Thanks. I just am really glad that you are here, and I love your business.

We love it too. We are just so happy here and tell everyone. It is actually truly diverse and neighborhoody. I walk and say hello to everyone I see. You know I just convinced my big brother to move here. If you fled where you are from and bring your family to your new neighborhood, I think you are feeling pretty good about where you are.


Photos courtesy of Heather Bachelder and Yay Snacks bakery


Comments (5) Add yours ↓
  1. Lynn Ellis

    Great article, Heather. You’ve made me want to meet Jelaina and see the two house set up. Also, I want Jelaina to teach a class on how to make pita bread.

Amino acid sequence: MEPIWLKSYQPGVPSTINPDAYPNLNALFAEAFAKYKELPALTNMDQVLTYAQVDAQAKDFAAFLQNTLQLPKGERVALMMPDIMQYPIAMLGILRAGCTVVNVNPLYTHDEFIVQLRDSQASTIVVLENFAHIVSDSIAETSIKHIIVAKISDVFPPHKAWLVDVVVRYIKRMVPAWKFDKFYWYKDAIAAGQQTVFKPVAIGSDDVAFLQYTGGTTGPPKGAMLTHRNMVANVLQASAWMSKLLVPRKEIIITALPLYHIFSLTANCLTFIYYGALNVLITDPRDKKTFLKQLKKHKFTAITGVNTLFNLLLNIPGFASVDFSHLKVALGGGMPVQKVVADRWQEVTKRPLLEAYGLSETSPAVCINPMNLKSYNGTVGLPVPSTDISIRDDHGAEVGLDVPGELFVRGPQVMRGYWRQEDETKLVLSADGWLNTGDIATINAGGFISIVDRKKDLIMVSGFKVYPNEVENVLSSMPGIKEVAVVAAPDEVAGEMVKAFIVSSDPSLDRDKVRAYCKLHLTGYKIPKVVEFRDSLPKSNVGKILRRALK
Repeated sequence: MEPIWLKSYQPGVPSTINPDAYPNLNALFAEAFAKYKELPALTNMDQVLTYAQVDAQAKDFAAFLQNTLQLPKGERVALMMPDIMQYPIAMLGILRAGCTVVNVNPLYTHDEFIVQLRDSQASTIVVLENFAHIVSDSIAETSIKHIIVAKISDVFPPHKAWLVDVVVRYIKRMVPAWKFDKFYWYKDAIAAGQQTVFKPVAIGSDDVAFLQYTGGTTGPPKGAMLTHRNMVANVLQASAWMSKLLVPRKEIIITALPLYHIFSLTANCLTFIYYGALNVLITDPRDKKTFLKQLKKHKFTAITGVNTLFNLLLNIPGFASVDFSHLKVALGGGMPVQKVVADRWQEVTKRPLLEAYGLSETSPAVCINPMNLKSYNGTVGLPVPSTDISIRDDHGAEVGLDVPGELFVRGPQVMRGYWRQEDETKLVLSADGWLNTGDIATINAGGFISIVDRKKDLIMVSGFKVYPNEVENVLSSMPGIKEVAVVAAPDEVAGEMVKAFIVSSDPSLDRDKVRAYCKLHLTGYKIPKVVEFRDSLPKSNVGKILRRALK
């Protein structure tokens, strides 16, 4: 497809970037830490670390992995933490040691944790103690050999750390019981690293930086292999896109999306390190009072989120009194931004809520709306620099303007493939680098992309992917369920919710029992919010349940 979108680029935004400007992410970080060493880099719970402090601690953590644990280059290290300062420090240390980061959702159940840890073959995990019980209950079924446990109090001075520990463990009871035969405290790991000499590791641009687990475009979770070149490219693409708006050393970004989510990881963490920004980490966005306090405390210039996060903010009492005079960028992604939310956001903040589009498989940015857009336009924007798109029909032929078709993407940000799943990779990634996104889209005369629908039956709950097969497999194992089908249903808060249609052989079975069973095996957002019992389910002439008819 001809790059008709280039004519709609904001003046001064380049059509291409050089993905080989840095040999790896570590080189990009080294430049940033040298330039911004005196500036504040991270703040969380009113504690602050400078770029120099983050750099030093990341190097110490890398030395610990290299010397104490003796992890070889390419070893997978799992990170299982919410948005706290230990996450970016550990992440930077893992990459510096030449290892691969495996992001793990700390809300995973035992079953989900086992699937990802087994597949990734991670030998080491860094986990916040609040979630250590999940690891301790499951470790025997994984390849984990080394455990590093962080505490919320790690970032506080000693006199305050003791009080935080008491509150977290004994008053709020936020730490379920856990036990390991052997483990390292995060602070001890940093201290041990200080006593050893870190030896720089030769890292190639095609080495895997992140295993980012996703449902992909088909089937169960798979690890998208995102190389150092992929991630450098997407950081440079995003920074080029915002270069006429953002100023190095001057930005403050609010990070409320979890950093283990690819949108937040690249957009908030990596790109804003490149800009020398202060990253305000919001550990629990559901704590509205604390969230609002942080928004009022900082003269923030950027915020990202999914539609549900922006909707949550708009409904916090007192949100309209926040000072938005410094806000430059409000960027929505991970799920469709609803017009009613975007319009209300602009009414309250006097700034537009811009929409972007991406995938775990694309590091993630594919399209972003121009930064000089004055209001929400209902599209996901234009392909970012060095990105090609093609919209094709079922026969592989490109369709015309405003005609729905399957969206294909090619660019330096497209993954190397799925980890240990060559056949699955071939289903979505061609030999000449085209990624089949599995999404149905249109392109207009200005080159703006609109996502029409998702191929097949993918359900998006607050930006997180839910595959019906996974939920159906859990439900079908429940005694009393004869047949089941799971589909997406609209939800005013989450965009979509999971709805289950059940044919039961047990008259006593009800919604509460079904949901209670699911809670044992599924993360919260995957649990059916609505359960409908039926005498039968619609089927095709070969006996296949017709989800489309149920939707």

April 12, 2013 Reply
  2. keith

    What a wonderful article!

    April 13, 2013 Reply
  3. Eugenia

    Great article. I live in the beautiful Sunnyside Neighborhood, but did not know Jelaina had this wonderful bakery and bread club. This article has been very informative. I will share this info with others. Thanks Jelaina for all you do for our community.

    April 17, 2013 Reply
    • lulumort

      Eugenia, Jelaina often has products at Let It Grow Produce on Country Club, Krankies, and Washington Perk – as well as providing some GORGEOUS desserts for Mary’s!

      April 19, 2013 Reply
      • Eugenia

        Thanks for sharing the places we can purchase Yay snacks. I will pass the info to others.

        April 22, 2013 Reply